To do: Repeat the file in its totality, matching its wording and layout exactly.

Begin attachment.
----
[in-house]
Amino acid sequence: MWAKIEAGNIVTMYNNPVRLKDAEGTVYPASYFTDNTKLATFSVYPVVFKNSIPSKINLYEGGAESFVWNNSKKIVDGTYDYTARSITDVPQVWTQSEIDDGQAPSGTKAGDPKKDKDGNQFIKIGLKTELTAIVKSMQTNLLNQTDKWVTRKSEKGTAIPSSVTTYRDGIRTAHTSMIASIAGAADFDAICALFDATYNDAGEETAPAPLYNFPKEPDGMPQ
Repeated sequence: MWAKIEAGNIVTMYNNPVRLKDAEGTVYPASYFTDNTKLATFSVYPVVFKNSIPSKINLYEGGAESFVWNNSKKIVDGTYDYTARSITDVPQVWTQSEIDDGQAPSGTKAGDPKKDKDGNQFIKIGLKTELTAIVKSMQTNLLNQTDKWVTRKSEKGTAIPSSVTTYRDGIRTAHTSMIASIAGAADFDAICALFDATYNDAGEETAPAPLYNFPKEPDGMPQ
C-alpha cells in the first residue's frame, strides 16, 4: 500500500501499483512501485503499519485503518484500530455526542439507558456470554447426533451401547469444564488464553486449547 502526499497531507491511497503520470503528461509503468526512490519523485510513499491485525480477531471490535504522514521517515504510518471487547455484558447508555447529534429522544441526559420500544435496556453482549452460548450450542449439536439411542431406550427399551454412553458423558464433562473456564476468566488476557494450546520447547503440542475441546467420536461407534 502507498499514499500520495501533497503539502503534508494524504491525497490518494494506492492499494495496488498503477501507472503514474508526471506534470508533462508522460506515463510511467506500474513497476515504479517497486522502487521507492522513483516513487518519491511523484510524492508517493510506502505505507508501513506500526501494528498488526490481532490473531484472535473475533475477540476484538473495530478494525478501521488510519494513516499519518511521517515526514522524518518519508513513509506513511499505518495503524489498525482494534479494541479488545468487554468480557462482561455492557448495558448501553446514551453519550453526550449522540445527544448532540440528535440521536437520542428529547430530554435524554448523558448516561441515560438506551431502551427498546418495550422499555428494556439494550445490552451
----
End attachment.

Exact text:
[in-house]
Amino acid sequence: MWAKIEAGNIVTMYNNPVRLKDAEGTVYPASYFTDNTKLATFSVYPVVFKNSIPSKINLYEGGAESFVWNNSKKIVDGTYDYTARSITDVPQVWTQSEIDDGQAPSGTKAGDPKKDKDGNQFIKIGLKTELTAIVKSMQTNLLNQTDKWVTRKSEKGTAIPSSVTTYRDGIRTAHTSMIASIAGAADFDAICALFDATYNDAGEETAPAPLYNFPKEPDGMPQ
Repeated sequence: MWAKIEAGNIVTMYNNPVRLKDAEGTVYPASYFTDNTKLATFSVYPVVFKNSIPSKINLYEGGAESFVWNNSKKIVDGTYDYTARSITDVPQVWTQSEIDDGQAPSGTKAGDPKKDKDGNQFIKIGLKTELTAIVKSMQTNLLNQTDKWVTRKSEKGTAIPSSVTTYRDGIRTAHTSMIASIAGAADFDAICALFDATYNDAGEETAPAPLYNFPKEPDGMPQ
C-alpha cells in the first residue's frame, strides 16, 4: 500500500501499483512501485503499519485503518484500530455526542439507558456470554447426533451401547469444564488464553486449547 502526499497531507491511497503520470503528461509503468526512490519523485510513499491485525480477531471490535504522514521517515504510518471487547455484558447508555447529534429522544441526559420500544435496556453482549452460548450450542449439536439411542431406550427399551454412553458423558464433562473456564476468566488476557494450546520447547503440542475441546467420536461407534 502507498499514499500520495501533497503539502503534508494524504491525497490518494494506492492499494495496488498503477501507472503514474508526471506534470508533462508522460506515463510511467506500474513497476515504479517497486522502487521507492522513483516513487518519491511523484510524492508517493510506502505505507508501513506500526501494528498488526490481532490473531484472535473475533475477540476484538473495530478494525478501521488510519494513516499519518511521517515526514522524518518519508513513509506513511499505518495503524489498525482494534479494541479488545468487554468480557462482561455492557448495558448501553446514551453519550453526550449522540445527544448532540440528535440521536437520542428529547430530554435524554448523558448516561441515560438506551431502551427498546418495550422499555428494556439494550445490552451